The Corps of Engineers constructed the St. Bernard Parish hurricane protection levee, part of the Lake Pontchartrain and Vicinity Hurricane Protection Project, of highly erodible sediment dredged from the channel, set it right out of the edge of the spoil bank. 

On the eve of Katrina sandy core of the levee offered no defense to the storm surge raging in from Lake Borgne. Parts of the levee reached the intended 17.5 feet, much of it was unfinished and reached only 15.5 feet or even 13.5 feet. The Corps of Engineers constructed the levee in stages, and waited for the soils to dry and settle before moving on to the next stage. The engineers completed the third stage in 1994-1995 and were waiting for funding from Congress for the final stage, which would have brought the levee to 17.5 feet. This is what faced Katrina’s storm surge, long, tall waves that plowed across Lake Borgne, breached the levee in many, many places, ripped across the declining wetlands, overtopped the back levee, and flooded St. Bernard Parish.

In January 2006 the Working Group for Post-Hurricane Planning for the Louisiana Coast ruminated on spoil banks and levees in their publication of that month. The “V” formed by spoil banks and levees of the MRGO and Intracoastal Waterway funneled the storm surge out of Lake Borgne into the Lower Ninth Ward and New Orleans East via the Industrial Canal. The straight spoil banks along oil and gas canals cut through meandering bayous, stop the sheet flow of water through the marshes, capture freshwater that might nourish the marshes, and send it directly toward the gulf. The spoil banks of navigation canals, like MRGO and the Houma Nav deliver saltwater to fresh wetlands, killing them.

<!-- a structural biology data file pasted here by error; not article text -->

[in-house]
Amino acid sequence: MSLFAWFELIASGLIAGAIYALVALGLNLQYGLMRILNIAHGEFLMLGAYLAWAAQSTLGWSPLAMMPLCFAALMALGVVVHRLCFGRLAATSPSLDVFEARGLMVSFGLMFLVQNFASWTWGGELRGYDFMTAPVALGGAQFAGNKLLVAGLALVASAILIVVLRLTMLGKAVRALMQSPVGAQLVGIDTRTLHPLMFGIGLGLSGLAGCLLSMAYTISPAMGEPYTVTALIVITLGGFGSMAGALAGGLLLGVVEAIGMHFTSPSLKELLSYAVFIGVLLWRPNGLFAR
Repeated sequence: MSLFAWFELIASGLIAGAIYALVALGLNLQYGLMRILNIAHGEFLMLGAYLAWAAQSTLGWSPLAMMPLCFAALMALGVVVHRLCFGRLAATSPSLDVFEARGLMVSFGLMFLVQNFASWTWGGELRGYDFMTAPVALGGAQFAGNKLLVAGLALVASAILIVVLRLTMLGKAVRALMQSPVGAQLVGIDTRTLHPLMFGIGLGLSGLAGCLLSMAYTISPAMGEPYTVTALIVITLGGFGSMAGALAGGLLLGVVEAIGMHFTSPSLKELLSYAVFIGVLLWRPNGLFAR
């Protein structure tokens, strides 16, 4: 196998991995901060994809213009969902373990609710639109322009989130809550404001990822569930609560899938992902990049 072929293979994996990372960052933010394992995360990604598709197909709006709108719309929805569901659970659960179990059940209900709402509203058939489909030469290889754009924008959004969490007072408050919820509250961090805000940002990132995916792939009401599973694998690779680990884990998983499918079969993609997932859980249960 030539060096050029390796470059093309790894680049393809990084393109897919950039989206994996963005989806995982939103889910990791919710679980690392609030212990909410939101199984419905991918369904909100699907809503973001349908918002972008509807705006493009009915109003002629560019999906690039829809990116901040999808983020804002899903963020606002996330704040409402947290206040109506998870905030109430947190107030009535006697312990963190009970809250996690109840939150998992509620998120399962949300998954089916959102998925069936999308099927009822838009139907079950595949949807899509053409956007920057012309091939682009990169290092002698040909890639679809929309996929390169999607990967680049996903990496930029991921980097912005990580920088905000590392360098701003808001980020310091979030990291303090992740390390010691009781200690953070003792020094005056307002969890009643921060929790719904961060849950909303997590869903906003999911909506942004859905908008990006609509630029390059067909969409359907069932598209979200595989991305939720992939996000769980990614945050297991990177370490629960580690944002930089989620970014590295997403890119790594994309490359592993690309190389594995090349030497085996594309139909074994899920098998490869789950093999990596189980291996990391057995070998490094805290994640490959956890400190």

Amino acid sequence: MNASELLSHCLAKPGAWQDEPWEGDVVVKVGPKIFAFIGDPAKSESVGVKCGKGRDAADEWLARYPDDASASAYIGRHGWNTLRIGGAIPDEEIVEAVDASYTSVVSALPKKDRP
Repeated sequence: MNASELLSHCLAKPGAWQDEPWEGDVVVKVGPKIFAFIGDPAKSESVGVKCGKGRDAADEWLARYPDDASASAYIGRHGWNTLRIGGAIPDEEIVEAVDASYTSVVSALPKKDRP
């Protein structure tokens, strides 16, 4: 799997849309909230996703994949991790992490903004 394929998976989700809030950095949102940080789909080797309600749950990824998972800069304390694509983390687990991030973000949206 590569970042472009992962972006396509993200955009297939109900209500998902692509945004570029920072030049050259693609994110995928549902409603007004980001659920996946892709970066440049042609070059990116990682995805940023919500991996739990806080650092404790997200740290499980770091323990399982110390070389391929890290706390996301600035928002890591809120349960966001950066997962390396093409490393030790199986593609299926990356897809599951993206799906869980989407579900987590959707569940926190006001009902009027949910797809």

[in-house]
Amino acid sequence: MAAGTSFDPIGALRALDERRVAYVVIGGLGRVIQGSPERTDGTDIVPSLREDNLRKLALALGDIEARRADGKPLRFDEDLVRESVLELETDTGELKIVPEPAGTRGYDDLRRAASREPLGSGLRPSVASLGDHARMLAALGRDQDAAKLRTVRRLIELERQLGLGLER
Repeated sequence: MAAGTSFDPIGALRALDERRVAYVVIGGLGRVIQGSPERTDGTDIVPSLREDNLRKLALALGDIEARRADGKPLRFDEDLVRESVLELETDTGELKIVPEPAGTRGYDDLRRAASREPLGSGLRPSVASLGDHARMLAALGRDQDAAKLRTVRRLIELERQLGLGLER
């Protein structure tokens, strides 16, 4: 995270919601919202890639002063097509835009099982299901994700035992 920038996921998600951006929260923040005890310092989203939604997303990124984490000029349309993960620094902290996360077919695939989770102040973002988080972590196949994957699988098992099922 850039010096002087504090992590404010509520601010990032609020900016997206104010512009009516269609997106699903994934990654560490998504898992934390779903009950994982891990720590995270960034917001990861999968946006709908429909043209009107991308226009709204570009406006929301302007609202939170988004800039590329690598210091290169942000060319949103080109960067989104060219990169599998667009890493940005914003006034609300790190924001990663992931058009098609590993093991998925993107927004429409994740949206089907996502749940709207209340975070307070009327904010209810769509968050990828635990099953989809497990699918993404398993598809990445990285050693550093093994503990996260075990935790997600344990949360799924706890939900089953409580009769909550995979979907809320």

But, what if we could analyze the effects of these artificial canals and ridges and incorporate them into coastal planning. 

          Day, John, Mark Ford, Paul Kemp, and John Lopez, “Mister Go Must Go: A Guide for the Army Corps’ Congressionally-Directed Closure of the Mississippi River Gulf Outlet,” Environmental Defense Fund et al., December 4, 2006, http://www.environmentaldefense.org/documents/5665_Report%20-%20Mister%20Go%20Must%20Go.pdf; Seed, R.B., et al., Investigations of the Performance of the New Orleans Flood Protection Systems in Hurricane Katrina on August 29, 2005, Berkley, California: University of California at Berkley, July 31, 2006, (2-6)-(2-7), http://www.ce.berkeley.edu/~new_orleans/report/CH_2.pdf; Working Group for Post-Hurricane Planning for the Louisiana Coast, A New Framework for Planning the Future of Coastal Louisiana after the Hurricanes of 2005, Cambridge, Maryland: University of Maryland, Center for Environmental Science, January 26, 2006, 17-18, http://www.umces.edu/la-restore/New%20Framework%20Final%20Draft.pdf.